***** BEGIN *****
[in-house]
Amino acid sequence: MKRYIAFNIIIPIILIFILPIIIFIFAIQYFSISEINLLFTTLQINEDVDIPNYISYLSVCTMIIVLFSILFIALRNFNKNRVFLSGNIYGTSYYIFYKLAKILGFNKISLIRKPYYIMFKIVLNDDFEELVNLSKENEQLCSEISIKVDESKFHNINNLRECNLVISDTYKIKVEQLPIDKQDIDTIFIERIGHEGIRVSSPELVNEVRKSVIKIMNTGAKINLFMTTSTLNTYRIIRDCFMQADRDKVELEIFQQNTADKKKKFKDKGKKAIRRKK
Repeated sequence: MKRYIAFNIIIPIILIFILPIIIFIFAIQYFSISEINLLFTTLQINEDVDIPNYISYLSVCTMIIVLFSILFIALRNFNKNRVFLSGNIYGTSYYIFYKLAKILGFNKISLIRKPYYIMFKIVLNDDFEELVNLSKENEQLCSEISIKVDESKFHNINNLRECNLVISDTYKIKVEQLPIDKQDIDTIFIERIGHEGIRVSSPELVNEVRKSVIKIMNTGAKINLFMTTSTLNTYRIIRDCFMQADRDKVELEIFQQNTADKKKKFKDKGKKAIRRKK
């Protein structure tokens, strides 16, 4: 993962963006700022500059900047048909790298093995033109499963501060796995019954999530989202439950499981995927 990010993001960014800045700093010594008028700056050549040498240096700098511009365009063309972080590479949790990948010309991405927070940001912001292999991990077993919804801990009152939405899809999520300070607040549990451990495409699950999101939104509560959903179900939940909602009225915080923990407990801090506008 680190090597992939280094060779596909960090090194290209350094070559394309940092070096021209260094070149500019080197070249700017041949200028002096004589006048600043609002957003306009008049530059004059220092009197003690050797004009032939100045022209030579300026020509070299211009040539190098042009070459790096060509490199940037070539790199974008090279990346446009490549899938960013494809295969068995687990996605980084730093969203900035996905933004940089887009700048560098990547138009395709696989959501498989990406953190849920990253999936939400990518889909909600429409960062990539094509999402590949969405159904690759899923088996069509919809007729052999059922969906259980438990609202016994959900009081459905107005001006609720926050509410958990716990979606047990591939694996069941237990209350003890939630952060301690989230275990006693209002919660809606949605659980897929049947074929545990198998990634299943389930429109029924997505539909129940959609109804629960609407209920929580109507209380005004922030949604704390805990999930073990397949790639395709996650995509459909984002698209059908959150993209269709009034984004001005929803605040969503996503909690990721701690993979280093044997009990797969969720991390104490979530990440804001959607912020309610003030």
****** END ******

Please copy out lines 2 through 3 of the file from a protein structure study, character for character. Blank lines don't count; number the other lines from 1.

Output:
Amino acid sequence: MKRYIAFNIIIPIILIFILPIIIFIFAIQYFSISEINLLFTTLQINEDVDIPNYISYLSVCTMIIVLFSILFIALRNFNKNRVFLSGNIYGTSYYIFYKLAKILGFNKISLIRKPYYIMFKIVLNDDFEELVNLSKENEQLCSEISIKVDESKFHNINNLRECNLVISDTYKIKVEQLPIDKQDIDTIFIERIGHEGIRVSSPELVNEVRKSVIKIMNTGAKINLFMTTSTLNTYRIIRDCFMQADRDKVELEIFQQNTADKKKKFKDKGKKAIRRKK
Repeated sequence: MKRYIAFNIIIPIILIFILPIIIFIFAIQYFSISEINLLFTTLQINEDVDIPNYISYLSVCTMIIVLFSILFIALRNFNKNRVFLSGNIYGTSYYIFYKLAKILGFNKISLIRKPYYIMFKIVLNDDFEELVNLSKENEQLCSEISIKVDESKFHNINNLRECNLVISDTYKIKVEQLPIDKQDIDTIFIERIGHEGIRVSSPELVNEVRKSVIKIMNTGAKINLFMTTSTLNTYRIIRDCFMQADRDKVELEIFQQNTADKKKKFKDKGKKAIRRKK